Wednesday, September 30, 2015

It's the little things (again)

We painted the pink bathroom (walls were a light coffee/khaki color) and then I found this cool shower curtain online. And then I found the aqua towels at Ikea. I sure didn't think I'd find that exact color! Isn't it fun?

Sunday, September 27, 2015

I bought us more time

This won't look like much, I'm sure. Just a couple of open windows, right? But they didn't always open.

The woman we bought this house from renovated the kitchen, living room and dining room. As part of that big remodeling project, she put in new windows everywhere except the bedrooms. So all but eight of our windows are quite good and work beautifully.

The ones in the bedrooms are in decent shape,  as good as you could hope for with windows that are 57 years old. The storms, however, are a very different story. They are aluminum and have gotten grimed up in the grooves and in the latches that let you open and move the screens and panes of glass. We'd originally thought about replacing those windows but unfortunately we needed to get some expensive foundation work done, and as seems to be always the case for us, we have to replace the HVAC this fall. Those are/were necessities, not nice to haves.

It's important to me to have working windows. I love fresh air and I don't like running the AC when the weather is lovely. But our windows were so horrible that Kent actually threw his back out trying to get one of them open. I Googled "how to maintain aluminum storm windows" and found a great article that spelled out what I needed to do.

It turns out that WD-40 makes a silicone spray that unsticks those storm windows in a jiffy. OK, it takes a little longer than that but after about two and a half hours of work yesterday, I got all but one window opening and closing easily again. The lone holdout looks to be stuck shut because of paint; I can't even get the window open to get to the storms.

I'll take the seven windows that work. Now we'll be able to enjoy the cooler breezes with our windows open, and once winter arrives? We can put down the storm windows. I'd say we can live with these windows for a couple of more years.

Thursday, September 24, 2015

When you hear hoofbeats

I’ve always had a hard time accepting that (a) anything was ever wrong with me and (b) if something was wrong, that it might be unusual.

For example:

  • I waited three weeks to go to the doctor when I was 19 and had all the symptoms of acute appendicitis. Three weeks! And because of the way my appendix presented itself (small colon and attached length-wise—which I also had a hard time believing), my intestine was compromised and I had a nasogastric (NG) tube. But I didn’t realize that either until a few years ago when a friend of mine, who’s a med/surgical nurse, told me that. And when my surgeon told me that if I’d have waited another day to come in to be seen, I would have died. Didn’t believe him.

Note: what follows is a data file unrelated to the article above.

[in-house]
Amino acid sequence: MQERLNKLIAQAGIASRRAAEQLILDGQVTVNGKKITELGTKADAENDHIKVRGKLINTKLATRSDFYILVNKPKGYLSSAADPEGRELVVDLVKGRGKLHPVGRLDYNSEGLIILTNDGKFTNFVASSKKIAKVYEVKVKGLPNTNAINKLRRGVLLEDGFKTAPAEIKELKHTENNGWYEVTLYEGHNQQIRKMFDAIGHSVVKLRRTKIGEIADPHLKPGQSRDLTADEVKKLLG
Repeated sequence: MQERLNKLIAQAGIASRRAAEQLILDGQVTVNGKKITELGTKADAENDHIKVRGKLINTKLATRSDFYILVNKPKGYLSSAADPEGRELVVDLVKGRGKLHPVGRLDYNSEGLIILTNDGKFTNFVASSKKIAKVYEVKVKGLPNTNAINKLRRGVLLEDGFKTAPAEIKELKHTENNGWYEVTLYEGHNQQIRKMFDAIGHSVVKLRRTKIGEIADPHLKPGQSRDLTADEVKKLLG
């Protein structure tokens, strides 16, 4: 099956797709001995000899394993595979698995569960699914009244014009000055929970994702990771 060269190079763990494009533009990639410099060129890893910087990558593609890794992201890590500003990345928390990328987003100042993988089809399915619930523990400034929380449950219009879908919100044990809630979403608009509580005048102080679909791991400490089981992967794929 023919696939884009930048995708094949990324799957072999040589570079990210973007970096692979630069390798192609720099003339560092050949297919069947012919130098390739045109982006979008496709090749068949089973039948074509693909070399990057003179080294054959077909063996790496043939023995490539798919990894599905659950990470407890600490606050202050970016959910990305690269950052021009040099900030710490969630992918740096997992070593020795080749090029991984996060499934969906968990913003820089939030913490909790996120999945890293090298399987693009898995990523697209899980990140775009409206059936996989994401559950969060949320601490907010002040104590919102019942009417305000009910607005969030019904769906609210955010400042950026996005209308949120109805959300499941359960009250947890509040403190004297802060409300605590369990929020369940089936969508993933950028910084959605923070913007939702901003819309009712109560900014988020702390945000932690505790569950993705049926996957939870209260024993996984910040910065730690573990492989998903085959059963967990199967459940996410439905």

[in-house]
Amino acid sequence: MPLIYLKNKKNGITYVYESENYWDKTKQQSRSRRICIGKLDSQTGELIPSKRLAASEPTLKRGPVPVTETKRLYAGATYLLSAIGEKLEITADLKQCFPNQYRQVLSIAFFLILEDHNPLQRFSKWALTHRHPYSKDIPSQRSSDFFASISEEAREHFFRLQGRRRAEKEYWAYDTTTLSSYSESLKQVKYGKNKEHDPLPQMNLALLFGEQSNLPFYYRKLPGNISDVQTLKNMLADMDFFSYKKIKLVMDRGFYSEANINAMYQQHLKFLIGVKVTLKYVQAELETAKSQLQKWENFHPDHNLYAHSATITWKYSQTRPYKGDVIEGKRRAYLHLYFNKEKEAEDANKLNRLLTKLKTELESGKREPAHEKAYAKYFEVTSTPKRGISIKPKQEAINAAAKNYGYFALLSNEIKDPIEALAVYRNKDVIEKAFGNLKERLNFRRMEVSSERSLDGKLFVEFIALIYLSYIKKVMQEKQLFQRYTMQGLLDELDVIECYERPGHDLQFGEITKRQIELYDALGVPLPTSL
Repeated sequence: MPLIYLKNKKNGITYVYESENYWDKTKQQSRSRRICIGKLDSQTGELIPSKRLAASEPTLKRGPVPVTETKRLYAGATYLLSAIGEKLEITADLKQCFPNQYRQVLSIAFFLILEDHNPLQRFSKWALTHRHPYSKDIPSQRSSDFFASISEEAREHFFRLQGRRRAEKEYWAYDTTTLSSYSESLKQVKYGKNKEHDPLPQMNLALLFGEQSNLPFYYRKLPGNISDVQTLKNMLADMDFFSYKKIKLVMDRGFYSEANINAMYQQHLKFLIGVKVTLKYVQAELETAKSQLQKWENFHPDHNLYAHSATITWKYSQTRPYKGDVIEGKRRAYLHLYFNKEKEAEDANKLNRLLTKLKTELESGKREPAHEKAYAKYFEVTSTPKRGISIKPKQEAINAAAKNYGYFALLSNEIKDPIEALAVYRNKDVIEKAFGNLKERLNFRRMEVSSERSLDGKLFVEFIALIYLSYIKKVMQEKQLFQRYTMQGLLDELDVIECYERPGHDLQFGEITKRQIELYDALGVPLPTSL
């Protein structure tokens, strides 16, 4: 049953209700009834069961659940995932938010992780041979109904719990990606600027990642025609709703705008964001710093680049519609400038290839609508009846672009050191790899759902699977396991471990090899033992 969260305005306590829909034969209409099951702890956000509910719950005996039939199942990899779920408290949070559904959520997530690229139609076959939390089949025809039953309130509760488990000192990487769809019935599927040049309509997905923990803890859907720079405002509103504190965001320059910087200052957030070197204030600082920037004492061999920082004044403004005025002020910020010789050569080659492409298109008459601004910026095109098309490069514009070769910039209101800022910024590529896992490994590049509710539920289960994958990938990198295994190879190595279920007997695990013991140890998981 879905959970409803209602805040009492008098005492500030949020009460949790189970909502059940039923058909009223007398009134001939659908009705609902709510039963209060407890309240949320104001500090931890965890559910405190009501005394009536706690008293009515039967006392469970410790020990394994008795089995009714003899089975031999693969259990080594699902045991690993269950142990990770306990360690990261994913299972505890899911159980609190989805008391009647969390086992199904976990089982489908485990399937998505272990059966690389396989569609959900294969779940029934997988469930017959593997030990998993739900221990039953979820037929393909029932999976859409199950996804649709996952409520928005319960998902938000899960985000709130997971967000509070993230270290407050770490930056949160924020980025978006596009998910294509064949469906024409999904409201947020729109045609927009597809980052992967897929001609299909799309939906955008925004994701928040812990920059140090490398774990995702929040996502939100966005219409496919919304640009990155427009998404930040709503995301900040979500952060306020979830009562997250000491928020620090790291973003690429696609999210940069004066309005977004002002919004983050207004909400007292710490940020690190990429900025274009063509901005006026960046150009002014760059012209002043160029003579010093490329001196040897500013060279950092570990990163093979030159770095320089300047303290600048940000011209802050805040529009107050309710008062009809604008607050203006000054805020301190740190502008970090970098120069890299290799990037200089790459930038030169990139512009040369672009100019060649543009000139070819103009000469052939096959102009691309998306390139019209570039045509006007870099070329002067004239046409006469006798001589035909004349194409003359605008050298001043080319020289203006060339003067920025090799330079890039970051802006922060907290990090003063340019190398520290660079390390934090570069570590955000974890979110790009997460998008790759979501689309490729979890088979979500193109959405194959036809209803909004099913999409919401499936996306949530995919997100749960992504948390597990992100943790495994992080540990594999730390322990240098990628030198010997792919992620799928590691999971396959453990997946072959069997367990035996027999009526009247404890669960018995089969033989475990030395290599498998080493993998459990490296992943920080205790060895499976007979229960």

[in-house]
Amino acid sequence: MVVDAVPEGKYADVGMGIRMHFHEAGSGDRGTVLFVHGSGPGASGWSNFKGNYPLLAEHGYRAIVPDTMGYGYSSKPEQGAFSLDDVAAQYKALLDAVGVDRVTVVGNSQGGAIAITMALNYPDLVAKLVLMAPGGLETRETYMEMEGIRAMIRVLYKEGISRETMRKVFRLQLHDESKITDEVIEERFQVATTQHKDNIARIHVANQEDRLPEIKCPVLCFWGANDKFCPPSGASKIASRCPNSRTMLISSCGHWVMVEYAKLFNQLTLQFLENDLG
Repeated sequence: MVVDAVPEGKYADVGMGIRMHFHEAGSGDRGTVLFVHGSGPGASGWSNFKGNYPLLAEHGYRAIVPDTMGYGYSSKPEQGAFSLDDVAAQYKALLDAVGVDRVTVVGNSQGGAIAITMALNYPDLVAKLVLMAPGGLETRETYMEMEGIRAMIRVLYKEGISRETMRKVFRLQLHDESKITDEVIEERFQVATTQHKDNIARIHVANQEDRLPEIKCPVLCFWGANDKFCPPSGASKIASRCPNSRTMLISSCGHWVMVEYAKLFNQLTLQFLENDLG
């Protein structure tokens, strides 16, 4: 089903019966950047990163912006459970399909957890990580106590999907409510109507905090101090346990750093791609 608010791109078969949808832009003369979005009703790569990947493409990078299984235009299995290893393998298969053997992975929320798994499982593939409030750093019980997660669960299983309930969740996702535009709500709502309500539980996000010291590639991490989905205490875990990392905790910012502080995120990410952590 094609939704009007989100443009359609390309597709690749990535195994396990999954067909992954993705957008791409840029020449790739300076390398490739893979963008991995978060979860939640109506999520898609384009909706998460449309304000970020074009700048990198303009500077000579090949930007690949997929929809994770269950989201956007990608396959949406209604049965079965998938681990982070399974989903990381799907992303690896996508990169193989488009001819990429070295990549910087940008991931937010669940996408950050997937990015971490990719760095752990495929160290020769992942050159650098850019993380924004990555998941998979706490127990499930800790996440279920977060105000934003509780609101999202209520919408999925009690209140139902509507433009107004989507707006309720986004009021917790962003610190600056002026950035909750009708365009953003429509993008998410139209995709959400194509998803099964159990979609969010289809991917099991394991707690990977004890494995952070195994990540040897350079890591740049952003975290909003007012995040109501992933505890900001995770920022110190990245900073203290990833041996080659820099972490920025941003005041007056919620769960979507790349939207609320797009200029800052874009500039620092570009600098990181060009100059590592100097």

• Same thing with the incisional hernia I developed after six major abdominal surgeries. How on earth could the ongoing pain I had be a hernia? But of course it was and once it was repaired, bam—the pain went away. 
  • Same thing with my ears. When the audiologist got nearly giddy last year because I had such a rare hearing loss, I thought surely he was wrong. But of course he wasn’t and my results this year confirmed that diagnosis. Now I’m sitting here in my office typing this post wearing my new hearing aid. And I can hear. 

In fact, when I was in the audiologist’s office and he was doing his thing and finally turned on the hearing aid, I gasped and teared up because I could hear in stereo. I didn’t even realize I’d lost that.

Low frequency hearing loss isn't well known and not well researched or addressed; there are just so few of us who have it. So I'll need to go in frequently over the next month so he can evaluate how the hearing aid is working for me and what, if any, changes need to be made to the programming. And yes, he’s still giddy about me and my hearing situation. I think he might write a white paper about me because my situation is that rare.

Sometimes it’s a zebra.

Wednesday, September 23, 2015

Things you don’t learn from a book

I’ve read a bunch of books and articles on managing. Some are good, others less so and generally they cover typical scenarios in an office environment—providing feedback in a way that fosters change, modeling good communication skills, time management skills, things like that. A few of those resources have touched on the trickier topics—letting someone know that their attitude is holding them back, stuff like that. But there are others that defy easy categorization or are inherently not a lot of fun but must be done regardless. For examples, over the course of my career as a manager, I’ve had to do the following:

  • Tell someone with combat-related PTSD that he couldn’t work for me anymore because of the breakdown he’d had with our clients. I feared he might commit suicide or go on a rampage—thankfully he didn’t, but it could have gone that way pretty easily.